With humor and irony, a celebrated Native American photographer subverts his sacred genre.
When Zig Jackson got the call inviting him to be the first contemporary Native American photographer to be represented in the Library of Congress’ storied collection, he couldn’t help being slightly sardonic. “In a cocky manner, I asked them who else was included,” he recalls. “They said, ‘Ansel Adams, Edward S. Curtis, Edward Weston, Walker Evans, Dorothea Lange, and you.’ I got choked up. To be included in such company — I think that’s good, isn’t it? They have more than 18,000 images of Native Americans in their collection and, before me, not one by a living Native photographer. That is quite an honor.”
An enrolled member of the Mandan, Hidatsa, and Arikara tribes, Jackson (Indian name Rising Buffalo) came to that honor by shooting photographs aimed at de-mythologizing American Indian history and dismantling romanticized stereotypes — a point of view he seeks to teach. While studying photography at the University of New Mexico with known artists including Tom Barrow, Betty Hahn, Rod Lazorick, and Patrick Nagatani, he taught at the Institute of American Indian Arts in Santa Fe with nationally known photographer Meridel Rubenstein. He went on to become the first Native American to graduate from the photography program founded by Ansel Adams at the San Francisco Art Institute, where Jackson trained as a masters student with former Adams assistant and Lange collaborator Pirkle Jones. Now a professor of documentary photography at the Savannah College of Art and Design in Georgia, Jackson is exhibited widely in galleries and museums, including at the Institute of American Indian Arts Museum and the Museum of Contemporary Photography in Chicago.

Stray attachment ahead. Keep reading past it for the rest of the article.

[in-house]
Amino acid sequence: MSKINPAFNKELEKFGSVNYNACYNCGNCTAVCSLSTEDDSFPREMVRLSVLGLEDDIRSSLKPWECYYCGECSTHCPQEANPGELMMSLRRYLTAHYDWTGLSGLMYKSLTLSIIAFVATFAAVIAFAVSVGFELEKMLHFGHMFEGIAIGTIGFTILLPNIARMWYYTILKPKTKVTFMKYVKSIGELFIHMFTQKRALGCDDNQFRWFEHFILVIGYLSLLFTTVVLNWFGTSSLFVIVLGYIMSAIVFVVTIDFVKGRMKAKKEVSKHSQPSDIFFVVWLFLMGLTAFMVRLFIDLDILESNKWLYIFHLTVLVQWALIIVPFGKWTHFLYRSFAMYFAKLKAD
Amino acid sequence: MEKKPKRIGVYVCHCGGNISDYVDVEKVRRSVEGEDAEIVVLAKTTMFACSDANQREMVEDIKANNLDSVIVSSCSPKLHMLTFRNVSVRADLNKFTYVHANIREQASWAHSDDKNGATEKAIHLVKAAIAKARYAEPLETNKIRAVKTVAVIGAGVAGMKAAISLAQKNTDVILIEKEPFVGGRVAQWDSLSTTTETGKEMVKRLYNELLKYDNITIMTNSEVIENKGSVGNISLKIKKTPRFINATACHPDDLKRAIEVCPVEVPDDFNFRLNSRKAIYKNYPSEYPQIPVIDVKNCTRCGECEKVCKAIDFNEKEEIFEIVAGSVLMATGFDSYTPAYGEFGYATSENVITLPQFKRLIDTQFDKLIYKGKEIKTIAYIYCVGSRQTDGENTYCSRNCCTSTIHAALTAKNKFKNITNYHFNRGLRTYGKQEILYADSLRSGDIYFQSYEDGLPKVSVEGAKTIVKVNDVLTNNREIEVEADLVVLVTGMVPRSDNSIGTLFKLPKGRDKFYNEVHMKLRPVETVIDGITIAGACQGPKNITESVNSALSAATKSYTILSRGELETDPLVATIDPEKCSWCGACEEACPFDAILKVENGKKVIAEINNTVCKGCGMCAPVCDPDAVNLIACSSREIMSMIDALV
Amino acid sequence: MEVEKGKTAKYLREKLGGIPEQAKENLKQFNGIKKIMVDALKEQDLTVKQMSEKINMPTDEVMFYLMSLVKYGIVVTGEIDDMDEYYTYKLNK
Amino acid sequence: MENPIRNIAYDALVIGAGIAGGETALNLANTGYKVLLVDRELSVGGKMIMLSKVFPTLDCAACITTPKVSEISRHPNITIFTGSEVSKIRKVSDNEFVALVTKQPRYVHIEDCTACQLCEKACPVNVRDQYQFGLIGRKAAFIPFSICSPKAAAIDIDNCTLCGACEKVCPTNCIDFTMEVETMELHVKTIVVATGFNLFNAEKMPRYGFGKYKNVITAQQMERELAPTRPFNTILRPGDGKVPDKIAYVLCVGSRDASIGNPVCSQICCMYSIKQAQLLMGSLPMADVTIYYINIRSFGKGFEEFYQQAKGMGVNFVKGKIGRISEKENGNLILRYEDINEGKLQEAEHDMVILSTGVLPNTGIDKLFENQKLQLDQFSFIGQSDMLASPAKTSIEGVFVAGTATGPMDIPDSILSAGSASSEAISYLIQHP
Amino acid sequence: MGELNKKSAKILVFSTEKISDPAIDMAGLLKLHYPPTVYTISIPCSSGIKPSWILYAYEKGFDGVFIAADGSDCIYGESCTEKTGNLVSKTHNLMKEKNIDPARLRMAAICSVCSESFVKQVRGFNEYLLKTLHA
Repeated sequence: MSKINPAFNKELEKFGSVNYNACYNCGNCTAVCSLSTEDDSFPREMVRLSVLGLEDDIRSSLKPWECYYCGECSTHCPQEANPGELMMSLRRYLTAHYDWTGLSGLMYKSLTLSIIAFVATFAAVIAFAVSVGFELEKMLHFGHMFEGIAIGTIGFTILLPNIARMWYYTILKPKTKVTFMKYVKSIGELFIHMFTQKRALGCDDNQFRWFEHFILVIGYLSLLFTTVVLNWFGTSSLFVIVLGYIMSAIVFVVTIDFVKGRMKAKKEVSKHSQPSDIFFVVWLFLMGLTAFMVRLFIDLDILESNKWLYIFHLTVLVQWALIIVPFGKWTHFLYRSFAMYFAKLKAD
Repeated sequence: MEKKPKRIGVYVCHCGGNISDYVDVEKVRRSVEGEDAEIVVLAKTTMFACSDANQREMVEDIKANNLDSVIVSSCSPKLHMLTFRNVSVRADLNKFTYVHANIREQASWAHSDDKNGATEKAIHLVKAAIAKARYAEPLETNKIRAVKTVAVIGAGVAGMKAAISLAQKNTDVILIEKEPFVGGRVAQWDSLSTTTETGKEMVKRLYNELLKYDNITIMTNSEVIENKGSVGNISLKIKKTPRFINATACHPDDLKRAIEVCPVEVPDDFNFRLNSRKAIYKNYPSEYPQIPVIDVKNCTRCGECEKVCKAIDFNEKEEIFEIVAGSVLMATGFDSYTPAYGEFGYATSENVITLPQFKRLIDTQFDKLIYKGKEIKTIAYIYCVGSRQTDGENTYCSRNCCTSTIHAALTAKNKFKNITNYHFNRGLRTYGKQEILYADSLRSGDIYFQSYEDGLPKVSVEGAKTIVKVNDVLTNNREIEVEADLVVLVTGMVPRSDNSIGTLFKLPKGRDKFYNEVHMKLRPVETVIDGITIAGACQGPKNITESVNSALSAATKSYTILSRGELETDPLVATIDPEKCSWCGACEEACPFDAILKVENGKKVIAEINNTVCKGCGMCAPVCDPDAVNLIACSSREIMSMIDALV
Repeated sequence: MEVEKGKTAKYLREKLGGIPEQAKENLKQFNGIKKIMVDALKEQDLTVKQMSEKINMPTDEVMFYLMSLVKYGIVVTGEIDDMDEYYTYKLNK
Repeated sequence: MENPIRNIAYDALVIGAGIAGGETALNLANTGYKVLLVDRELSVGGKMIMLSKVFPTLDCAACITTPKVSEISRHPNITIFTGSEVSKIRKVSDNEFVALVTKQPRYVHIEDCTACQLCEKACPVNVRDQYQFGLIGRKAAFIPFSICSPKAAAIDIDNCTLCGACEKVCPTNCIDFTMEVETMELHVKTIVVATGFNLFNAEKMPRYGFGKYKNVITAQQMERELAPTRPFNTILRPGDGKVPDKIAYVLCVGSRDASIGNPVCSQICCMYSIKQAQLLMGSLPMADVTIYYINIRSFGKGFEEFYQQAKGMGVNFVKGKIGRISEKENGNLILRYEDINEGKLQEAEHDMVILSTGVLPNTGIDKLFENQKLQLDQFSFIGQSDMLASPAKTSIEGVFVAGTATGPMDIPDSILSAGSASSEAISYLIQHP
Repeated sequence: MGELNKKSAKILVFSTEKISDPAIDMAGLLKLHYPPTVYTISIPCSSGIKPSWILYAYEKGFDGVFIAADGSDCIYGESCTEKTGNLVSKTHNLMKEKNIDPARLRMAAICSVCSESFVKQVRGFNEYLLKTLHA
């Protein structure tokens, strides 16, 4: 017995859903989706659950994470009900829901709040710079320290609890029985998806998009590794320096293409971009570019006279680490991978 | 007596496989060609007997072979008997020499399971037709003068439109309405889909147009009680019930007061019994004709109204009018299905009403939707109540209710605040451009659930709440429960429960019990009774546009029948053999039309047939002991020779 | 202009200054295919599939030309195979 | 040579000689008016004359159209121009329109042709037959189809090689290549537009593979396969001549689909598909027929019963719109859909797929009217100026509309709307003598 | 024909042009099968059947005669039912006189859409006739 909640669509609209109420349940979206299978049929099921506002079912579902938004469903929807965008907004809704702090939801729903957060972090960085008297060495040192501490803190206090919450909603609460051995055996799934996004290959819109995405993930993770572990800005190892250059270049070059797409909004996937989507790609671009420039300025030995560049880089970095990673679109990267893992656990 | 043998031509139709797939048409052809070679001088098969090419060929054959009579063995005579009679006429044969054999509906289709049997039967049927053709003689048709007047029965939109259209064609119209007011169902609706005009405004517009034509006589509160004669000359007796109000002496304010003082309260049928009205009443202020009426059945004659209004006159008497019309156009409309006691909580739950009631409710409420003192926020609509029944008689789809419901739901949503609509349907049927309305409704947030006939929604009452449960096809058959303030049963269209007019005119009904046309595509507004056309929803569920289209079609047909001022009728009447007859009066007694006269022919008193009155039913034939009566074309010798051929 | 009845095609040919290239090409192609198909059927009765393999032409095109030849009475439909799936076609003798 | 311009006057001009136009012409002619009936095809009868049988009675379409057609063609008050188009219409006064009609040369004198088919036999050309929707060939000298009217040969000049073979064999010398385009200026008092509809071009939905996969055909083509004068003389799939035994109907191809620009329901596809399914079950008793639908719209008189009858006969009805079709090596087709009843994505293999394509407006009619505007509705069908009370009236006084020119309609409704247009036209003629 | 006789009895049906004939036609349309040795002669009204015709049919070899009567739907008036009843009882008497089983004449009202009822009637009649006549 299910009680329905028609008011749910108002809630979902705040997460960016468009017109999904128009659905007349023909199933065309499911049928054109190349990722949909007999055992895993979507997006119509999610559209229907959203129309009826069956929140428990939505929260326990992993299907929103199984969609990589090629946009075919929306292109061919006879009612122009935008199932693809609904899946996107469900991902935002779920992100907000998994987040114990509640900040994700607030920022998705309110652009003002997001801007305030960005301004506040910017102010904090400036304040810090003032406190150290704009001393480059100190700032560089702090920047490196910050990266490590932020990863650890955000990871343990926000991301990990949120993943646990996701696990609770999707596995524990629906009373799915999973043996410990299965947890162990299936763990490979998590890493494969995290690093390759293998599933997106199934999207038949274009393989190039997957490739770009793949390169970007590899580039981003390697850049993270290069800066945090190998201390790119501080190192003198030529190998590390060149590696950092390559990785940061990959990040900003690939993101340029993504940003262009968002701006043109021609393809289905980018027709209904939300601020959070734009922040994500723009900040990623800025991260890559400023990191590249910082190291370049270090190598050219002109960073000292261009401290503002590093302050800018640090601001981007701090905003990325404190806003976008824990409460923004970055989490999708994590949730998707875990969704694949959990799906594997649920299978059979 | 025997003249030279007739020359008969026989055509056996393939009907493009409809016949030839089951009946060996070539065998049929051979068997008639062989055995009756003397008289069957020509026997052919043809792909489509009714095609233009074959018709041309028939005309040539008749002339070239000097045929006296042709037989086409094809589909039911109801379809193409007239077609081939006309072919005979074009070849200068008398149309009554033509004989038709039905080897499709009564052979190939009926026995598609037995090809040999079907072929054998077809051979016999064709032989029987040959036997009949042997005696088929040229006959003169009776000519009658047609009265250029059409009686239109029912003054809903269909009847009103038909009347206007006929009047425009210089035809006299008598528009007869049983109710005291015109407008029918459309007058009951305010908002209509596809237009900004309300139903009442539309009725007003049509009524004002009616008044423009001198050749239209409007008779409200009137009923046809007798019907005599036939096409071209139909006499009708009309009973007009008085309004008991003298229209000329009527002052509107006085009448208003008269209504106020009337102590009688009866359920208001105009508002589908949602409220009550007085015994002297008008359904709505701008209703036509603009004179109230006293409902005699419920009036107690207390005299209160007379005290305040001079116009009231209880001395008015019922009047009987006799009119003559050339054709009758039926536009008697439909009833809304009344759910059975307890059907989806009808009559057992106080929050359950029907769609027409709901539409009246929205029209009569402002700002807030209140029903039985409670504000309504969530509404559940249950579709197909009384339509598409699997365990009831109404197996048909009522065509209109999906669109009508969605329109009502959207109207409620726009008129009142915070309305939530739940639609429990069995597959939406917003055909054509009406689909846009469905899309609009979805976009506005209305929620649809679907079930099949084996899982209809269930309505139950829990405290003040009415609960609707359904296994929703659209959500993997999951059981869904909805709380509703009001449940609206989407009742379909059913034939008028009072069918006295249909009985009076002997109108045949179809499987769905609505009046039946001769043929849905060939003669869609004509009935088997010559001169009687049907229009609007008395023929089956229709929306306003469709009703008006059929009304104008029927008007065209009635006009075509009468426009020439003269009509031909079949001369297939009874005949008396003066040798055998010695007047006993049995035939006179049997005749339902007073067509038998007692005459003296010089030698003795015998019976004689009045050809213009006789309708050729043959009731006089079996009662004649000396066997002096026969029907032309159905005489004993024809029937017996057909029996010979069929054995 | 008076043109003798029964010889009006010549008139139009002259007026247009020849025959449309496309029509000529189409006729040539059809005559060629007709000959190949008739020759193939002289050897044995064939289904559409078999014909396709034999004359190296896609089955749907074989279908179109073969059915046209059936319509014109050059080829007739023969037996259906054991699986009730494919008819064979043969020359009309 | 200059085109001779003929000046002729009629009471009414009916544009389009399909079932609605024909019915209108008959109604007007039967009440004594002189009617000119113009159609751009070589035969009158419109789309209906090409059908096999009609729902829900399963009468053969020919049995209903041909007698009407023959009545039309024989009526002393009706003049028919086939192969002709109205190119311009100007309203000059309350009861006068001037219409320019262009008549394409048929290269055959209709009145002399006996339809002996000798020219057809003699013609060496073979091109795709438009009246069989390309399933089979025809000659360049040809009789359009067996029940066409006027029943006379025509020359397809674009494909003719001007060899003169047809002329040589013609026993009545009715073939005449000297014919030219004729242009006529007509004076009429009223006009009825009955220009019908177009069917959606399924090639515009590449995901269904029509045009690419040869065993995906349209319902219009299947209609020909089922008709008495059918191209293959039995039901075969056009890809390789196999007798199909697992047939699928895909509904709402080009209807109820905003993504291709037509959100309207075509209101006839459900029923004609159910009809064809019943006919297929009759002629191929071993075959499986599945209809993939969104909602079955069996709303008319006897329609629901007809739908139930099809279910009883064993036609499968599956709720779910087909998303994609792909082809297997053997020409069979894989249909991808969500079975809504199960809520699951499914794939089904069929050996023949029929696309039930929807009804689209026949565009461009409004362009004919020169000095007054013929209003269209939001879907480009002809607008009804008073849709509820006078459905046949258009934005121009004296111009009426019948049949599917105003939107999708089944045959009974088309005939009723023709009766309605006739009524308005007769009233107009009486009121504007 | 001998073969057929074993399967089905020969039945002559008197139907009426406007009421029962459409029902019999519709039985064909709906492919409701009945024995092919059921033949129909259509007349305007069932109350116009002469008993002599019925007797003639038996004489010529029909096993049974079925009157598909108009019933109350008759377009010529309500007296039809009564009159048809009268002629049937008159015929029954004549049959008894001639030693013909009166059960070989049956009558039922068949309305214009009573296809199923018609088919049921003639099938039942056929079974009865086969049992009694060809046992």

His interest in photography first took hold when he was 11 or 12 years old, growing up on the Fort Berthold Indian Reservation. “I remember seeing my first black-and-white 35 mm image and being blown away. My father could only afford an Instamatic camera, so that was all I had seen. The 35 mm print was amazing — the contrast, imagery, and clarity. It was beautiful.”
From the beginning, Jackson’s fascination went well beyond the camera itself to the power of the medium. “As a little kid, I would see photographers coming from all over the world to take photos of the Indians on the reservation,” he recalls. “Why would they come all that way to take photos in such a desolate place? They all had cameras. Even the Peace Corps guys had cameras and would take pictures of us.”
Now that he is the one with the camera, Jackson focuses on cultural identity, representation, and appropriation. Tourists traipsing through sacred sites, powwow dancers downing hot dogs, an elderly roadside “chief” charging to have his picture taken. Through Jackson’s lens, the Anglo world becomes a strange, exotic, and inexplicable subject, the reservation beautifully mundane and ordinary, the meeting of the two rife with irony and complexity.
Whatever his subject, Jackson takes his chosen medium seriously. “Photography is a sacred thing,” he says. “It may be the invention of an Anglo man, but to me it is sacred. Just because it is a camera, you can’t just shove it in everyone’s face. You have to be respectful. I use it to educate people about Native American life. The camera is a very powerful tool.”
For more information and to view Zig Jackson’s portfolio, go to www.risingbuffaloarts.com. Jackson is represented by Andrew Smith Gallery, Santa Fe, New Mexico, 505.984.1234, www.andrewsmithgallery.com.